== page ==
PortMiami Director Juan Kuryla knows the feeling. “These projects don’t happen overnight. I came to the port in 1998 and we were talking about dredging back then,” he said.
Even though PortMiami officials lobbied for federal dollars for the “deep dredge,” what allowed the Miami project to begin was the infusion of $112million in state money.
Here’s where dredging projects stand at the two ports pushing for deep water:
▪ Port Everglades: The Broward County port has been trying to get permission to deepen its harbor for the past 18 years. But Port Everglades Director Steven Cernak is optimistic the port’s day will come.
“It’s closer to reality than it’s ever been,” he said.
Broward had hoped to dredge its 42-foot deep channel to 50 feet, but the Army Corps of Engineers determined that a dredge to 47 feet had the best cost-benefit ratio. Port Everglades still wanted to go deeper to make sure fully loaded post-Panamax ships could get into the port easily.
The Corps allowed it to buy down another foot to 48 feet and the Broward County Commission approved the plan, which will result in an extra $9million expenditure for the port. The Corps allows an overdraft allowance of two feet, which means Port Everglades will get its 50-foot depth.
But the port is still awaiting a final report from the chief of the Corps of Engineers — an essential step in moving forward. Cernak expects the report by early next year.
Under the Water Resources Reform and Development Act, Port Everglades will be allowed to proceed with the design and engineering phase of the $370million project with non-federal money once it receives the chief’s report and can seek reimbursement or credit in a future water resources bill.
“If everything aligns as hoped, the design phase will take two years,” Cernak said, meaning dredging could begin by early 2018.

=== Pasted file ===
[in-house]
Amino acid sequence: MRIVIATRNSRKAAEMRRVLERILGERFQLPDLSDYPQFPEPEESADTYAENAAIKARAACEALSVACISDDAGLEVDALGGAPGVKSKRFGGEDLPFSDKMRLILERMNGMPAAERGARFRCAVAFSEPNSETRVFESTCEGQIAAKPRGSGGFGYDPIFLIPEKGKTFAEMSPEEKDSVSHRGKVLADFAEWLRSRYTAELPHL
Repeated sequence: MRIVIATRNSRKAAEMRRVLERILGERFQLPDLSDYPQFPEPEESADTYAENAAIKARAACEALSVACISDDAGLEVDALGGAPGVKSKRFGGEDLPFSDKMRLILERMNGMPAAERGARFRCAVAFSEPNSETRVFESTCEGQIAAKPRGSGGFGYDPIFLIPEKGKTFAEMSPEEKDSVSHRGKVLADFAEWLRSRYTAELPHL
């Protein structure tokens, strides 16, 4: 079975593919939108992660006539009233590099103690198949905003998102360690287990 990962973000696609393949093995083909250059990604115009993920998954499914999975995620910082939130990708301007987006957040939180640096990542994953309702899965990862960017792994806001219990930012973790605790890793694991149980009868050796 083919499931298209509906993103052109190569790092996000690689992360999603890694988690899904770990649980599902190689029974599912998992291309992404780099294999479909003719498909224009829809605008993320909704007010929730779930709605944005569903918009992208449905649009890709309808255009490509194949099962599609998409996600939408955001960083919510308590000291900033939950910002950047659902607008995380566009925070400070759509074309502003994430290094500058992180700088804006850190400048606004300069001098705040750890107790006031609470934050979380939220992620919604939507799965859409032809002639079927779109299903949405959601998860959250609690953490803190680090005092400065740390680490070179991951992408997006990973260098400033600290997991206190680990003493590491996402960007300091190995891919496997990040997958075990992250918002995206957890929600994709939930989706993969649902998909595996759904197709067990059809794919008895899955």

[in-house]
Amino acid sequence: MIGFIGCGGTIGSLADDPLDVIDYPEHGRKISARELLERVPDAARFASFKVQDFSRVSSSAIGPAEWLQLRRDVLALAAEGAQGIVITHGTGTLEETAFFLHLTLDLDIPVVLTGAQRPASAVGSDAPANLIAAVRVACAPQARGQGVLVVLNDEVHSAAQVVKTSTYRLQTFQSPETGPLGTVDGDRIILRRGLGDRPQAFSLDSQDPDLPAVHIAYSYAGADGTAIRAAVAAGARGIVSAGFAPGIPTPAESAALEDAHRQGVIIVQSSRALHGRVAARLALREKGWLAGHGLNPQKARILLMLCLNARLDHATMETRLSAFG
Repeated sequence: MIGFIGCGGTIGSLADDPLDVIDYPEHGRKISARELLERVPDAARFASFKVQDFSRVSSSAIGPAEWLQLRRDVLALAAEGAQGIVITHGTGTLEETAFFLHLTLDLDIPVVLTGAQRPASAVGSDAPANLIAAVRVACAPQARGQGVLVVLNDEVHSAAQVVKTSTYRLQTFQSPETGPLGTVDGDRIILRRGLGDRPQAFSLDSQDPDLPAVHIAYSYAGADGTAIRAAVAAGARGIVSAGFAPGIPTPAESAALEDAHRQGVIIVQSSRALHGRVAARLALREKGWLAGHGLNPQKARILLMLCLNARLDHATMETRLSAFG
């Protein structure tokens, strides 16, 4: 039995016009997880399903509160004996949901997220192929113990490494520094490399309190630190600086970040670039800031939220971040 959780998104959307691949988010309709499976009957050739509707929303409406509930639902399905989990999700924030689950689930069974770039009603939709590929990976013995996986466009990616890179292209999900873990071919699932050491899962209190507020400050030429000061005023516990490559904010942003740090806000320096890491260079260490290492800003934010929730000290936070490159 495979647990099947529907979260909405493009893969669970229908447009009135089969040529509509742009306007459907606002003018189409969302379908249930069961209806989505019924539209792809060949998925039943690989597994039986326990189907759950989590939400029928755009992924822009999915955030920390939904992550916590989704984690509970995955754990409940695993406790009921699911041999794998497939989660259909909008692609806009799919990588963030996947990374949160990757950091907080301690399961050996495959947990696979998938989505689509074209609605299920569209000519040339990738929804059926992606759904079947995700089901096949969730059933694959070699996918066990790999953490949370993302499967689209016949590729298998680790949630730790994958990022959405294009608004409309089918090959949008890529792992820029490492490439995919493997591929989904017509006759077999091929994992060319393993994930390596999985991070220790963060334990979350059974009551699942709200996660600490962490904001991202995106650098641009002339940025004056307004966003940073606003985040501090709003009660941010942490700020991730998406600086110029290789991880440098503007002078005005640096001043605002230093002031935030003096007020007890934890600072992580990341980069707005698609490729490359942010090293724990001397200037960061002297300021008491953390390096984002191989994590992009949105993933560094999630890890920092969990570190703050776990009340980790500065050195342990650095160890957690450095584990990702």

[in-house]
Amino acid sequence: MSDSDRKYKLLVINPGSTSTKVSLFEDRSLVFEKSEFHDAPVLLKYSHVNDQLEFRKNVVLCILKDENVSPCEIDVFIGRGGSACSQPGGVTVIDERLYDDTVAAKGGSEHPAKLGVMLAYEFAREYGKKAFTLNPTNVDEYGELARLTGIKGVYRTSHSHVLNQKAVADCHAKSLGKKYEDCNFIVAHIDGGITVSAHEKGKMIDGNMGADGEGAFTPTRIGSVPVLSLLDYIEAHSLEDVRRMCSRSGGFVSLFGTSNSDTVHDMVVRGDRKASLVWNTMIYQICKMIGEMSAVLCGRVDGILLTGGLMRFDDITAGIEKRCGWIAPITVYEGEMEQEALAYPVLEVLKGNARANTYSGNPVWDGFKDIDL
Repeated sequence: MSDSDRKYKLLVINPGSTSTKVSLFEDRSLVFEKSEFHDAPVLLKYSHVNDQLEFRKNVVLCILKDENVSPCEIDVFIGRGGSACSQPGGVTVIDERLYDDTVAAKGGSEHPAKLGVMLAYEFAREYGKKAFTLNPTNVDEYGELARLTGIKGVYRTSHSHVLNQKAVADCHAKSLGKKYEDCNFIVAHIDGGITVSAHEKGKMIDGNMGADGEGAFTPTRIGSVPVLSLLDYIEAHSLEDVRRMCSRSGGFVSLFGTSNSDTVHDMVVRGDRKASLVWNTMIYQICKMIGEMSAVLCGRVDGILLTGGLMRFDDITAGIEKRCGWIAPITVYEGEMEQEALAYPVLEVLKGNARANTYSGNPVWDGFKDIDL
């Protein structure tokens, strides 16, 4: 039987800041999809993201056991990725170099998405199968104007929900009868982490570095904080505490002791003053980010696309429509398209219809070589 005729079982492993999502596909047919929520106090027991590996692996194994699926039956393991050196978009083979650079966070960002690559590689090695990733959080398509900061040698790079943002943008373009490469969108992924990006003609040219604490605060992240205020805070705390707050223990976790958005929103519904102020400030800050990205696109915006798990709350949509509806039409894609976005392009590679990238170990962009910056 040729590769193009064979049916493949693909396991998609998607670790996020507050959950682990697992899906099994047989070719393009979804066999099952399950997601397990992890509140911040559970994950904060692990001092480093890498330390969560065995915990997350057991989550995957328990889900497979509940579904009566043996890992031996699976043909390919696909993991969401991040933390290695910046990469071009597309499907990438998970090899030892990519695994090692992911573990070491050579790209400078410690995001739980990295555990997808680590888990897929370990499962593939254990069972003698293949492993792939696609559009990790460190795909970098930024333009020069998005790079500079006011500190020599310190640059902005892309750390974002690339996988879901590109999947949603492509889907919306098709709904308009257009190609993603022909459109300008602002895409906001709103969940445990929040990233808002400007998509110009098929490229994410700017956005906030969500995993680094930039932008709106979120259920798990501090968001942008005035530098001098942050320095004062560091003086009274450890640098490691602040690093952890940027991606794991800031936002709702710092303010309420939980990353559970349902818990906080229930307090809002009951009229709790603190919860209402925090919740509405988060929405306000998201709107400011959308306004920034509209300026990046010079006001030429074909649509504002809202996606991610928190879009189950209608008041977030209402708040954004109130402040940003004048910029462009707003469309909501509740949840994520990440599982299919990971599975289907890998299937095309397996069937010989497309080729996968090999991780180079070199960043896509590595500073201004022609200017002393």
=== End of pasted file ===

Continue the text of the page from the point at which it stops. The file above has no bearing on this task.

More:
As in the Miami project, environmental mitigation will be required and coral will need to be transplanted, Cernak said.
▪ Jacksonville: Jacksonville Port Authority officials were encouraged last spring when their project to deepen a portion of the St. Johns River from 40 to 47 feet for 13 miles was included in this year’s water resources bill — a hurdle that must be cleared for the project to go ahead and be eligible for nearly $313million in federal funding.
But Northeast Florida environmental groups, including St. Johns Riverkeeper and the Northeast Florida chapter of the Sierra Club, aren’t happy about that. They doubt the claims the $684million project will create tens of thousands of jobs and question the environmental impact study done by the Corps of Engineers.
The Public Trust Environmental Legal Institute of Florida has filed suit seeking the model used to come up with the information that went into the report that projected the big job gains.
“This is not an environmental lawsuit, it is a public records suit,” said Nancy Rubin, spokeswoman for the port. “They want the economic model used by our consultants and that doesn’t belong to us.”
This summer the Corps began the 18-month planning, engineering and design phase of the Jacksonville project. A couple of year ago, JAXPORT officials were hopeful they would have deep water by 2017. Now they say the target is to be big-ship ready around 2020.